Why You Should Make Peace with Money.

Money elicits different reactions from people. Some people’s mouths start watering, others twist their face into a cringe, many feel the distinct onset of fear.

Money is never just money. The paper and the digital numbers have always been symbolism for something much bigger. That’s why when that one guy asks, “why do you care so much about a piece of paper?” you want to hit him up the side of the head so hard his mala beads fall off.

Money is, in the most basic terms, an accepted payment for goods and services. It’s a form of value that you exchange. It’s often symbolic of labour you’ve output so you can input something into your life, from a new snazzy pair of shoes to the very structure sheltering you from the harsh elements.

How Money Shapes People’s Identity.

When you think of money as symbolic of your contribution to the greater community and as a recognized return, it makes sense that people attribute this currency to their identity. Someone with a lot of money may see themselves as productive, hard-working, and valuable for this reason, even if the work they’re doing isn’t objectively worthy for the greater good.


You could run a pipeline through a delicate landscape and be profitable as a result. The next consideration is: how beneficial was this act for everyone involved? Is this action valuable in itself for providing energy, or is it outweighed by the long-term environmental damage? Scamming people, living off of other people’s money, or winning the lottery, are other grey areas, where money itself may not be indicative of a person’s contribution.


The Power and Responsibility of Money.

Money grants people freedom and a sense of control over their circumstances. Certainly this is not applicable in all cases; the richest person on earth can still be touched by cancer or the death of a loved one and feel great, unavoidable suffering.

The first part of power is, the ability to do something or act in a particular way with agency. Having money gives you the agency to buy what you want, and having enough money can actually buy you free time.

The second part of power is, the capacity or ability to direct or influence the behaviour of others or the course of events. Having money allows you to hire people to provide a service. In this way, being financially secure can help flow money from yourself to others in a positive way. This of course, can also manifest as an abuse of power, and be used to manipulate, coerce, or blackmail.

tom-parsons-426898 (1)
Photo by KE ATLAS on Unsplash

Why Financial Stress Triggers Primal Fear.

Not having enough money is terrifying. Not having enough money in today’s societal structure is equivalent to the saber tooth tiger closing in on us. If we don’t have enough money, we can’t maintain a good quality of life, we can’t afford adequate shelter, we can’t access water, we can’t pay for food, and we can potentially die.


A parent or caretaker that’s responsible for another human being feels this pressure more intensely. They realize their ability to take care of this dependent person is also dependent on their ability to provide financial stability. Think about a protective mama bear defending her cub; survival brings out the claws.

The link between money and survival explains the ruthless attitude some people have in making or keeping their wealth. People try to fend for themselves and their survival so they can work, make that money, and survive. Ultimately, a fear of poverty is a fear of death.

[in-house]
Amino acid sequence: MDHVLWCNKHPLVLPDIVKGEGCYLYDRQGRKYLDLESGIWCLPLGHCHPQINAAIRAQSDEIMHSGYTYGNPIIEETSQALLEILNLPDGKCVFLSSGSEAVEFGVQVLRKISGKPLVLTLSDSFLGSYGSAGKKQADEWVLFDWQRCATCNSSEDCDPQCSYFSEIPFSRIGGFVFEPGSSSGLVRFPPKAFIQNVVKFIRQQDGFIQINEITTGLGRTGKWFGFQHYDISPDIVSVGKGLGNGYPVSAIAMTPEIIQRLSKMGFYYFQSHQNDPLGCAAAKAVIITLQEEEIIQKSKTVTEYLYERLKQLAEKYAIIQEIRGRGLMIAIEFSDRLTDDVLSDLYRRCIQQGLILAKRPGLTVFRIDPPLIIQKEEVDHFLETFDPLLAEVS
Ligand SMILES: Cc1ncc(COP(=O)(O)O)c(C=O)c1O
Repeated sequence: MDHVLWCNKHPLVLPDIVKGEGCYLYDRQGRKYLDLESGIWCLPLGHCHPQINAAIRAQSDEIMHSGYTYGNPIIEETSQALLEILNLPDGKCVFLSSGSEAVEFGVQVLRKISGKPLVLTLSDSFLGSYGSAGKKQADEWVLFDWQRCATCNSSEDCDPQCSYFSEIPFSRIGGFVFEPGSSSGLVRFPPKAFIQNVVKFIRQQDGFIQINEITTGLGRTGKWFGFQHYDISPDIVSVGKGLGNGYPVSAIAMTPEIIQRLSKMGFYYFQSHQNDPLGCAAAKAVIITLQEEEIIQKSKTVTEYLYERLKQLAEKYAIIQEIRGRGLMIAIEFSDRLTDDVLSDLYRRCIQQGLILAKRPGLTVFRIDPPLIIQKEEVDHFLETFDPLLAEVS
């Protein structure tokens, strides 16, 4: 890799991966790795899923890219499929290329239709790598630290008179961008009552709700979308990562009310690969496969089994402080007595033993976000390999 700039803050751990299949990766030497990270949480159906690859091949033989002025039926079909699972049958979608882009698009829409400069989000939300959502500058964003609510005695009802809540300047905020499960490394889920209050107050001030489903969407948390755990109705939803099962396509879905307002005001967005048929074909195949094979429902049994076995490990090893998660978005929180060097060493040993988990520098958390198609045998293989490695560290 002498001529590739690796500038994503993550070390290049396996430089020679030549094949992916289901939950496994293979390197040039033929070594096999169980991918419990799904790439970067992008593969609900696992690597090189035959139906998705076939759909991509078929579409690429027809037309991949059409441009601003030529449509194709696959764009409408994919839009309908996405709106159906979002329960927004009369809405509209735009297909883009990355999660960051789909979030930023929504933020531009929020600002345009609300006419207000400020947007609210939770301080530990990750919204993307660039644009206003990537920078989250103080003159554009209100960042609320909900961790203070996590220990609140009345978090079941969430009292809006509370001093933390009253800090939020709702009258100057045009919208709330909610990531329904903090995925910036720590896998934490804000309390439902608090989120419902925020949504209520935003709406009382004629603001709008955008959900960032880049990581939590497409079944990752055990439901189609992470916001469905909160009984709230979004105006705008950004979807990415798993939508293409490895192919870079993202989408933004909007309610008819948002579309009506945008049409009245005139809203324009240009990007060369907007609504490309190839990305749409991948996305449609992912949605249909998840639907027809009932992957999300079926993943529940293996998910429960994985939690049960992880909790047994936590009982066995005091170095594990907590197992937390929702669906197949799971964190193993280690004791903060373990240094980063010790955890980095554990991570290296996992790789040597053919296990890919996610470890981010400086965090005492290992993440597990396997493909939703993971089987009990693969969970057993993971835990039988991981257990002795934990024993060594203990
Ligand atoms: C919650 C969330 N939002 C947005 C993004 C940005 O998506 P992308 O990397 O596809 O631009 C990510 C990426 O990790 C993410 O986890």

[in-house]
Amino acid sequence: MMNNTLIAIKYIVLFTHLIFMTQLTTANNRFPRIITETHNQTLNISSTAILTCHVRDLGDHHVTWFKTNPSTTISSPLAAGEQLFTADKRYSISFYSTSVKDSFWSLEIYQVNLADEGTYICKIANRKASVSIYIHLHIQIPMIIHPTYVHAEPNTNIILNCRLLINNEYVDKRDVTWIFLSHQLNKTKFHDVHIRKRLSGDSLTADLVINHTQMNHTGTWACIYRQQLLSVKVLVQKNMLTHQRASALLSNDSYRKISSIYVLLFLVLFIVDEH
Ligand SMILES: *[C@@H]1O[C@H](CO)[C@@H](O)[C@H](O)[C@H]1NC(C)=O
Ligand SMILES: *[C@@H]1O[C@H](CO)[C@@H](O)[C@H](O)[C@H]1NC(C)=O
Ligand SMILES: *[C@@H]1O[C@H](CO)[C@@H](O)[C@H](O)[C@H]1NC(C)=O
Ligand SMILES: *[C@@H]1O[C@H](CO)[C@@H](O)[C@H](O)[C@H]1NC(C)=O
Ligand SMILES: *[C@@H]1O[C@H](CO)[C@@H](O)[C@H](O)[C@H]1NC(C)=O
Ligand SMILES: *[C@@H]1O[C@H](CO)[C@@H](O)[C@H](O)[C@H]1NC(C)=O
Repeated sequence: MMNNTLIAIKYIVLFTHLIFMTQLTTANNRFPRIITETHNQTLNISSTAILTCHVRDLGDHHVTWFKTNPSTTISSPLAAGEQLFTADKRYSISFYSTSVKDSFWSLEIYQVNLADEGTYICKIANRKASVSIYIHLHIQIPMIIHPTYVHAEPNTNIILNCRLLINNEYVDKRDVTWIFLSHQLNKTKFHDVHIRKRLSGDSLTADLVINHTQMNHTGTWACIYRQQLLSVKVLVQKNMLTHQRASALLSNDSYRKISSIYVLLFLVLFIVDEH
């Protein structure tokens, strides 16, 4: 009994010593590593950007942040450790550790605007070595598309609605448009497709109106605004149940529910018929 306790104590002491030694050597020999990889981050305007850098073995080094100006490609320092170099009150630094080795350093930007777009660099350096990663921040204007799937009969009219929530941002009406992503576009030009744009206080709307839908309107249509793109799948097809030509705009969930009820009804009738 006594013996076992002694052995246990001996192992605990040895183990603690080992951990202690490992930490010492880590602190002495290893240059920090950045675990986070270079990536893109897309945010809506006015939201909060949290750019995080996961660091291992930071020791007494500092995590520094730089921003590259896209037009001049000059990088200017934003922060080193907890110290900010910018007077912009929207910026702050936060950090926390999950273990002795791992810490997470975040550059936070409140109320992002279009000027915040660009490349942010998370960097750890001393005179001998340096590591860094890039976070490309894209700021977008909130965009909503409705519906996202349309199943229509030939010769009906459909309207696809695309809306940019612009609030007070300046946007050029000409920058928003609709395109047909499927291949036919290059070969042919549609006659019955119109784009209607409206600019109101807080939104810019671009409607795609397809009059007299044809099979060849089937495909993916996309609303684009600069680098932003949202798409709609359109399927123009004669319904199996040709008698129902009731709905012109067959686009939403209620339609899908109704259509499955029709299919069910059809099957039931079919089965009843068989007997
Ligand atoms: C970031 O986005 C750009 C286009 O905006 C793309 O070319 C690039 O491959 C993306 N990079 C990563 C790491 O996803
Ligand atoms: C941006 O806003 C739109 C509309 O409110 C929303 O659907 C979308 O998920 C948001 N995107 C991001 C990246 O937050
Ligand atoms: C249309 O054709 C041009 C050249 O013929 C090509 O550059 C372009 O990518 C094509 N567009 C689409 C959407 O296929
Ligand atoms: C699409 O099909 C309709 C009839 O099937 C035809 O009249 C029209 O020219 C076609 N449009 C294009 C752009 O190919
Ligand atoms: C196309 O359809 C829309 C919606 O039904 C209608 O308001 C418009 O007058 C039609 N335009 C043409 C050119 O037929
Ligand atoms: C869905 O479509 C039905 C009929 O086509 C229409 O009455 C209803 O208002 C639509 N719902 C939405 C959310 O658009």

Photo by KE ATLAS on Unsplash

How You Can Make Peace With Money.

If you think about money and feel stress, you aren’t afraid of money; you’re afraid of its implications. There is a way to reframe your concept of money to more readily create abundance in your life.

If you see money as a negative force, you’re going to repel it. If you discount the importance of money, you won’t want to work for it. Money is a powerful means for agency and when used tactfully, can bring peace and love to other people (including you).


For a long time I wrestled with the concept of money. I realize now, it wasn’t money I was dissatisfied with, but rather the misuse of money. I resented people who worked themselves into the ground thinking money would bring them happiness, I scoffed at the people that inflated their ego with their wallet, and I feared the stress associated with lack.

Making peace with money involves a number of important steps. To make peace with money you have to first:

  1. Accept that you are inherently worthy (with or without money);
  2. understand that money alone will never bring you peace and happiness;
  3. release your clinging to money; know that money flows like water;
  4. spend money mindfully;
  5. and feel comfortable accepting and earning money.

Reminder: You Die Worthy, Not Wealthy.

Death doesn’t discriminate between the rich or poor. The ultimate human delusion is thinking that we will never die. As you get close enough to feel the presence of death, you gain new insight into the importance of your attention to money. Don’t look back with regret over the power you gave to monetary currency. Money may allow for agency but it cannot improve your worth. You are inherently worthy, and when you die without your wallet, you will take this true value with you.

Today’s Practice:

Determine what kind of relationship you have with money. Re-read the above five steps to make peace with money and challenge your current belief system around money’s value in your life. Set the intention to live mindfully with money without compromising your own worth.